PublicationBook Chapter Chapter 3: Energy systems. In Second State of the Carbon Cycle Report (SOCCR2): A Sustained Assessment Report

November 23, 2018
  • Kammen, Daniel
  • Marcotullio, P. J., L. Bruhwiler, S. Davis, J. Engel-Cox, J. Field, C. Gately, K. R. Gurney, D. M. Kammen,
  • E. McGlynn, J. McMahon, W. R. Morrow, III, I. B. Ocko, and R. Torrie, 2018: Chapter 3: Energy systems. In Second State of the Carbon Cycle Report (SOCCR2): A Sustained Assessment Report [Cavallaro, N., G. Shrestha, R. Birdsey, M. A. Mayes, R. G. Najjar, S. C. Reed, P. Romero-Lankao, and Z. Zhu (eds.)]. U.S. Global Change Research Program, Washington, DC, USA, pp. 110-188,
Publication Type:
Book Chapter


  1. In 2013, pri­mary energy use in North Amer­ica exceeded 125 exajoules,1 of which Canada was respon– sible for 11.9%, Mex­ico 6.5%, and the United States 81.6%. Of total pri­mary energy sources, approxi– mately 81% was from fos­sil fuels, which con­tributed to car­bon diox­ide equiv­a­lent (CO2e)2 emis­sions lev– els, exceed­ing 1.76 peta­grams of car­bon, or about 20% of the global total for energy-​​related activ­i­ties. Of these emis­sions, coal accounted for 28%, oil 44%, and nat­ural gas 28% (very high con­fi­dence, likely).
  2. North Amer­i­can energy-​​related CO2e emis­sions have declined at an aver­age rate of about 1% per year, or about 19.4 ter­a­grams CO2e, from 2003 to 2014 (very high confidence).
  3. The shifts in North Amer­i­can energy use and CO2e emis­sions have been dri­ven by fac­tors such
    as 1) lower energy use, ini­tially as a response to the global finan­cial cri­sis of 2007 to 2008 (high con­fi­dence, very likely); but increas­ingly due to 2) greater energy effi­ciency, which has reduced
    the regional energy inten­sity of eco­nomic pro­duc­tion by about 1.5% annu­ally from 2004 to 2013, enabling eco­nomic growth while low­er­ing energy CO2e emis­sions. Energy inten­sity has fallen annu– ally by 1.6% in the United States and 1.5% in Canada (very high con­fi­dence, very likely). Fur­ther fac­tors dri­ving lower car­bon inten­si­ties include 3) increased renew­able energy pro­duc­tion (up 220 peta– joules annu­ally from 2004 to 2013, trans­lat­ing to an 11% annual aver­age increase in renew­ables) (high con­fi­dence, very likely); 4) a shift to nat­ural gas from coal sources for indus­trial and elec­tric­ity pro­duc­tion (high con­fi­dence, likely); and 5) a wide range of new tech­nolo­gies, includ­ing, for exam­ple, alter­na­tive fuel vehi­cles (high con­fi­dence, likely).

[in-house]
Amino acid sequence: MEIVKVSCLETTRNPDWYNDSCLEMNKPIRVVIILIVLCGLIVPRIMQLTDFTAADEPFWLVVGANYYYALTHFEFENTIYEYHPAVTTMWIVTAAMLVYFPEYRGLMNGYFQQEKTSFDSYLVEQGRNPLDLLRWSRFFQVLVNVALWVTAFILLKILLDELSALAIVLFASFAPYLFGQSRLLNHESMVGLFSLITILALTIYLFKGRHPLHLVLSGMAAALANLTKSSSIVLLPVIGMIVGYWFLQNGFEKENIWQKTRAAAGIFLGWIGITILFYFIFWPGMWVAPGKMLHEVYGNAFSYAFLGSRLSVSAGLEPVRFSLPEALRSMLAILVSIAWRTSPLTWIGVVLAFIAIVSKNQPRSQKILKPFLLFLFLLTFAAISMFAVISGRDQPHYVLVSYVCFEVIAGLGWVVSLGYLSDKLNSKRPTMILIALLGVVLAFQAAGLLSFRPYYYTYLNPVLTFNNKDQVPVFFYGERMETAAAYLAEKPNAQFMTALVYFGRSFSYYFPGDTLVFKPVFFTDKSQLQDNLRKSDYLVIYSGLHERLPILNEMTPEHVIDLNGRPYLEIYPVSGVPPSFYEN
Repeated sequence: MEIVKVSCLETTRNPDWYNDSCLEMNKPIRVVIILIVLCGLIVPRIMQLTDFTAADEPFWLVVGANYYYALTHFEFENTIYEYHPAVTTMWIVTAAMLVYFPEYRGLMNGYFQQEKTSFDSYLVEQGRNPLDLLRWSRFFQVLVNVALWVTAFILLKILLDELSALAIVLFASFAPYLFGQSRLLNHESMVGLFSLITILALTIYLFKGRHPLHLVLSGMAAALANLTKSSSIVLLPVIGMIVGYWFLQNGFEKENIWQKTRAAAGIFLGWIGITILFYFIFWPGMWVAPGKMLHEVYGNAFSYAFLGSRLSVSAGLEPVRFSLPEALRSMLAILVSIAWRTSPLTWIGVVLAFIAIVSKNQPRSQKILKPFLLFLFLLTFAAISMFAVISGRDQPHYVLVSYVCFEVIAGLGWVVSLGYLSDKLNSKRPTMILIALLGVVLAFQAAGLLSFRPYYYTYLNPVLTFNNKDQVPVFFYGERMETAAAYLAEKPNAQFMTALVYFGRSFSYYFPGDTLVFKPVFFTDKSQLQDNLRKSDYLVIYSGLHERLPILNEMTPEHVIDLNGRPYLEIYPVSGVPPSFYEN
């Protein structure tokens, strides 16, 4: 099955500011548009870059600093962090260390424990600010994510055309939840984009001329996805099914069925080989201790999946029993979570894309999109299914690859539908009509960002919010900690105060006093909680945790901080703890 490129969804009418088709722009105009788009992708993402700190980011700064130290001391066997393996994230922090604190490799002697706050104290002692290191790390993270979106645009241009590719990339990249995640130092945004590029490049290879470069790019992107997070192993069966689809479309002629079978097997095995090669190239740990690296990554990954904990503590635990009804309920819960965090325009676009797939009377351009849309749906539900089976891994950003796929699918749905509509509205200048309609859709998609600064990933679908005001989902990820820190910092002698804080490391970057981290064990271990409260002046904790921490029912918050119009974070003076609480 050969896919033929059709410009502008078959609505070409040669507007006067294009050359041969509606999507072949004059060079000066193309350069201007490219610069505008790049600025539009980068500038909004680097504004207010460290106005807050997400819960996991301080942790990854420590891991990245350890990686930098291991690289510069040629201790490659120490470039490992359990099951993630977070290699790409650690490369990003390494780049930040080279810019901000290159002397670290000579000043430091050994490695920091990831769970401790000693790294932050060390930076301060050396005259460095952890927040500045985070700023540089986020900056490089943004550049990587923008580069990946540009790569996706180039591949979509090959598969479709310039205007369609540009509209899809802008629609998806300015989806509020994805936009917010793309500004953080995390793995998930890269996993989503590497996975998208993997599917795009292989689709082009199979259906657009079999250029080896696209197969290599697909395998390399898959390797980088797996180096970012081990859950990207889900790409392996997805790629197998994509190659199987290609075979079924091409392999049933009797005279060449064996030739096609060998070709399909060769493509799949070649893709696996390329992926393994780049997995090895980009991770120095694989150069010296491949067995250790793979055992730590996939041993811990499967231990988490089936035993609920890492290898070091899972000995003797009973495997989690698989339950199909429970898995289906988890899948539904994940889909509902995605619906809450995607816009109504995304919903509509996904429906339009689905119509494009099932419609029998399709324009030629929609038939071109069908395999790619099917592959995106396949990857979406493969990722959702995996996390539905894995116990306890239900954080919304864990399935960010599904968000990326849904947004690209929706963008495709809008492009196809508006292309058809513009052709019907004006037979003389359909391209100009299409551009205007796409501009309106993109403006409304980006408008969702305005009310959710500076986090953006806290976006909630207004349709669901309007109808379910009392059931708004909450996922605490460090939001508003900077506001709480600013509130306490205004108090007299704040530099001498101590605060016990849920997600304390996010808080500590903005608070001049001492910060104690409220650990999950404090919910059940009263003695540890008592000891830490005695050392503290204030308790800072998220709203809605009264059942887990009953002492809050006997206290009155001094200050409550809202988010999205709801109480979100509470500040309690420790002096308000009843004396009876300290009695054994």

4. A wide range of plau­si­ble futures exists for the North Amer­i­can energy sys­tem in regard to car­bon emis­sions. Fore­casts to 2040, based on cur­rent poli­cies and tech­nolo­gies, sug­gest a range of car­bon emis­sions lev­els from an increase of over 10% to a decrease of over 14% (from 2015 car­bon emis­sions lev­els). Exploratory and back­cast­ing approaches sug­gest that the North Amer­i­can energy sys­tem emis­sions will not decrease by more than 13% (com­pared with 2015 lev­els) with­out both tech­no­log­i­cal advances and changes in pol­icy. For the United States, how­ever, decreases in emis­sions could plau­si­bly meet a national con­tri­bu­tion to a global path­way con­sis­tent with a tar­get of warm­ing to 2°C at a cumu– lative cost of $1 tril­lion to $4 tril­lion (US$ 2005).

Note: Con­fi­dence lev­els are pro­vided as appro­pri­ate for quan­ti­ta­tive, but not qual­i­ta­tive, Key Find­ings and statements.

1 One exa­joule is equal to one quin­til­lion (1018) joules, a derived unit of energy in the Inter­na­tional Sys­tem of Units.

2 Car­bon diox­ide equiv­a­lent (CO2e): Amount of CO2 that would pro­duce the same effect on the radia­tive bal­ance of Earth’s cli­mate sys­tem as another green­house gas, such as methane (CH4) or nitrous oxide (N2O), on a 100-​​year timescale. For com­par­i­son to units of car­bon, each kg CO2e is equiv­a­lent to 0.273 kg C (0.273 = 1/3.67). See Box P.2, p. 12, in the Pref­ace for more details.


Rec­om­mended Cita­tion for Chapter

Mar­co­tul­lio, P. J., L. Bruh­wiler, S. Davis, J. Engel-​​Cox, J. Field, C. Gately, K. R. Gur­ney, D. M. Kam­men,
E. McG­lynn, J. McMa­hon, W. R. Mor­row, III, I. B. Ocko, and R. Tor­rie, 2018: Chap­ter 3: Energy sys­tems. InSec­ond State of the Car­bon Cycle Report (SOCCR2): A Sus­tained Assess­ment Report [Cav­al­laro, N., G. Shrestha, R. Bird­sey, M. A. Mayes, R. G. Naj­jar, S. C. Reed, P. Romero-​​Lankao, and Z. Zhu (eds.)]. U.S. Global Change Research Pro­gram, Wash­ing­ton, DC, USA, pp. 110–188, https://​doi​.org/​1​0​.​7​9​3​0​/​S​O​C​C​R​2​.​2​0​1​8​.​Ch3.

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